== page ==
“After one of my first lessons I taught in the classroom, I still remember Ms. Underwood saying, ‘You forgot the kid in the red shirt in the back of the classroom. Did you notice he was looking out the window and was not involved in the lesson? Always have everybody involved. Just find a way to pull them all into the lesson, ’” said Clopton.


Lucy Underwood, associate professor of music, in 1962.

In addition to evaluating her students in the classroom, Underwood stayed up-to-date with teaching trends.

“She had a gift of staying connected and current with what was going on in the schools,” Clopton said. “Ms. Underwood was in the Baldwin County schools with her practicum students so she could see the kind of students we were dealing with and their situations. She really knew teaching practices and what worked in the classroom. That benefited all of us by showing us how to reach every student.”

Shortly after she began teaching, Clopton applied what she learned when she was evaluated by the State of Georgia and its Teacher Performance Assessment Instrument (TPAI), which the state used to evaluate her teaching skills, lesson plans, interaction with students and classroom arrangement. 

“One of the biggest requirements of TPAI is how well you write your lesson plans and carry them out,” said Clopton. “A lot of new teachers didn’t have a clue as to how to write lesson plans the way TPAI required. You had to make sure your objectives were clearly stated. That’s one thing we were very well prepared for because of Ms. Underwood. And, we learned this before TPAI was created.”

Underwood also taught her students that even though they’ve got a lesson plan for each day, it’s OK to divert from it and connect with current events. 

“Sometimes my students will come to me and say, ‘We just talked about that in history the other day,’” said Clopton. “So I’ll help them make this connection and bring these life experiences into the classroom.”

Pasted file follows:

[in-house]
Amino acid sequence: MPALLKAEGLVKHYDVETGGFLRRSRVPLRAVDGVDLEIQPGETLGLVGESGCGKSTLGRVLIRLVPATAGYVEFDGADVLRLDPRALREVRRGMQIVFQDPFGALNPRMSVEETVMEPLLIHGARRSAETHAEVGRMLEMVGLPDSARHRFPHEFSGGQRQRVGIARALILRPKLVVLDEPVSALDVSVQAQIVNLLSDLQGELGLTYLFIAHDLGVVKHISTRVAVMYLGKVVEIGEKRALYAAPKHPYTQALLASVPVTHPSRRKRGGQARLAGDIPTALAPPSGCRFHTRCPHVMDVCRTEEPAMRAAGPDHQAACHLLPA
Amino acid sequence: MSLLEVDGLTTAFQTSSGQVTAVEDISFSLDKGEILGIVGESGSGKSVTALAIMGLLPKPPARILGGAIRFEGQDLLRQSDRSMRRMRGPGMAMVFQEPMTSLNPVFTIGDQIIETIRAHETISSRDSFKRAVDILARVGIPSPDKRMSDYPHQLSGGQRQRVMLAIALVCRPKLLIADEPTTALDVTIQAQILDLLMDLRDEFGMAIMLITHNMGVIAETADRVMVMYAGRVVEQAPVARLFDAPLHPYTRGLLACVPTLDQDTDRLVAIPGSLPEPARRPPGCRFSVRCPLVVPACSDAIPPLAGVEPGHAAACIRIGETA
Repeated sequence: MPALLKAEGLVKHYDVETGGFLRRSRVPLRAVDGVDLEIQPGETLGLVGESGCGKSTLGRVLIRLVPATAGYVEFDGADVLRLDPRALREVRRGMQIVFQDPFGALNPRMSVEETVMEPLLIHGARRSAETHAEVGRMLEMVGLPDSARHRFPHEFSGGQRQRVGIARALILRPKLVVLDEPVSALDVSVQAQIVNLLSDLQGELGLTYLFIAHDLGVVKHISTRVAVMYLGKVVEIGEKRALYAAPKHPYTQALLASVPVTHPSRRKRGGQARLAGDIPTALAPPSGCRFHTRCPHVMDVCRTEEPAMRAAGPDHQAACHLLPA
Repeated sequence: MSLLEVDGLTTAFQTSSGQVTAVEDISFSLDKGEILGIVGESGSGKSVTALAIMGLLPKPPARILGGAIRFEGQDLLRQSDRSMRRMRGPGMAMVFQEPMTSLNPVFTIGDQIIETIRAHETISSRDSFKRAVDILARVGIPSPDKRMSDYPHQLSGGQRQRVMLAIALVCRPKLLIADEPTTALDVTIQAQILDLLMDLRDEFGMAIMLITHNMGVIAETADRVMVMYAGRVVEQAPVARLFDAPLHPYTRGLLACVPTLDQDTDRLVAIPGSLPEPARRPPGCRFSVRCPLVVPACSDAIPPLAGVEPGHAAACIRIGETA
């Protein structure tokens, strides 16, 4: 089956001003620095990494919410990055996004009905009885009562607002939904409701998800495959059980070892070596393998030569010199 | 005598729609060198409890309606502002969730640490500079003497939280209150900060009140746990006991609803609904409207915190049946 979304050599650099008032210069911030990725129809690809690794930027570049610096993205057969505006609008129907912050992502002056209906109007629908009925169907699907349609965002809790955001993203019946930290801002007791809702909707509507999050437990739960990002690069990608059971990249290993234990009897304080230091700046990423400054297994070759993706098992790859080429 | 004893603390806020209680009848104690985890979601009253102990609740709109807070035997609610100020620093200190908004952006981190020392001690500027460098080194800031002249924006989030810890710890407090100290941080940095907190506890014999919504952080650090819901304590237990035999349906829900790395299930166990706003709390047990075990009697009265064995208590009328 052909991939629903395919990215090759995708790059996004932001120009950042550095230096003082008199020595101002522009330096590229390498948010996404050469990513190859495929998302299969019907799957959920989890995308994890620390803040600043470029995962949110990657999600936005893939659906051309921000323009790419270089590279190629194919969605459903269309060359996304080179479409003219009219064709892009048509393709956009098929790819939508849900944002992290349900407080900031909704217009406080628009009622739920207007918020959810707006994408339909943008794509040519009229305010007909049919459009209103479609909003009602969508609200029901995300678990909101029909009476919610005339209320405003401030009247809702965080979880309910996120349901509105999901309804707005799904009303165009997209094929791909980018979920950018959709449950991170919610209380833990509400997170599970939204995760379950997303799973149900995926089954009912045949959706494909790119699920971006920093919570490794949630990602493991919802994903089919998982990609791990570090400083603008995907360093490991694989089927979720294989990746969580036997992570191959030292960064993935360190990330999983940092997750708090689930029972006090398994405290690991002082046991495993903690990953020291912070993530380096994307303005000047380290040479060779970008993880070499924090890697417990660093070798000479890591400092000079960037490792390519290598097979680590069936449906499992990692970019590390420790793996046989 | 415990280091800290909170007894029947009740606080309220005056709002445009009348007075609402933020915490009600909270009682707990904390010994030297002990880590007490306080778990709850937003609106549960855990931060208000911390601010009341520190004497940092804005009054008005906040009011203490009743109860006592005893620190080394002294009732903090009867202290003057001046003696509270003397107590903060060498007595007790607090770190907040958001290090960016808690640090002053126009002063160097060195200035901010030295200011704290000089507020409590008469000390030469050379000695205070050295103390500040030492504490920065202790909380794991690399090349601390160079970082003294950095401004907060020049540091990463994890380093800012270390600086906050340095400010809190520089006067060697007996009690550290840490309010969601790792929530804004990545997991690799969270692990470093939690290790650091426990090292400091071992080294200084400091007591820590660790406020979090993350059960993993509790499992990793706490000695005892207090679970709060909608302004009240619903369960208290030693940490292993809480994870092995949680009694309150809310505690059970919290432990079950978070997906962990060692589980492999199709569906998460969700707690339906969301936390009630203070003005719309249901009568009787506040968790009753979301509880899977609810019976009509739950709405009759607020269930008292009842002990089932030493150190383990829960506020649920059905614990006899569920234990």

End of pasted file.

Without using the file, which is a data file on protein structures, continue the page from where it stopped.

Clopton still keeps and values her lesson plans with Underwood’s critiques on them. She referred to them during her first few years of teaching and holds onto them now for sentimental reasons. 

“Ms. Underwood did more than just teach a subject,” said Clopton. “She just always stayed connected as to what her students were going to be walking into their first year of teaching. And that benefited us greatly.”

Underwood passed away in July 2016. After her funeral, attendees gathered to take a moment and say what she had meant to them. 

“It was amazing,” said Clopton. “The huge response and outpouring of love and gratitude for Miss Underwood speaks volumes as to all that her life meant to so many.”

Today, Bearden and Clopton are keeping the Underwood’s memory thriving for those who knew her and for those who didn’t with the Lucy Lynn Underwood Endowed Music Scholarship. 

Shortly after Underwood’s funeral, Bearden and Clopton made a pact to raise $10,000 for the scholarship—the minimum required. In September 2016, approximately 148 letters were mailed to alumnae informing them of the scholarship and asking for their support. By November 2016, $7,300 was raised. By January 2018, the goal of $10,000 was exceeded. 

“I’ve done this because of my immense gratitude for Lucy’s life, the way she lived it and what she gave to others,” said Bearden. “I want to honor her. It’s a testament to Lucy.”

Is there someone significant in your life whom you’d like to honor with an endowed scholarship? Contact Dan Lavery at 478.445.1236 or dan.lavery@gcsu.edu to learn how.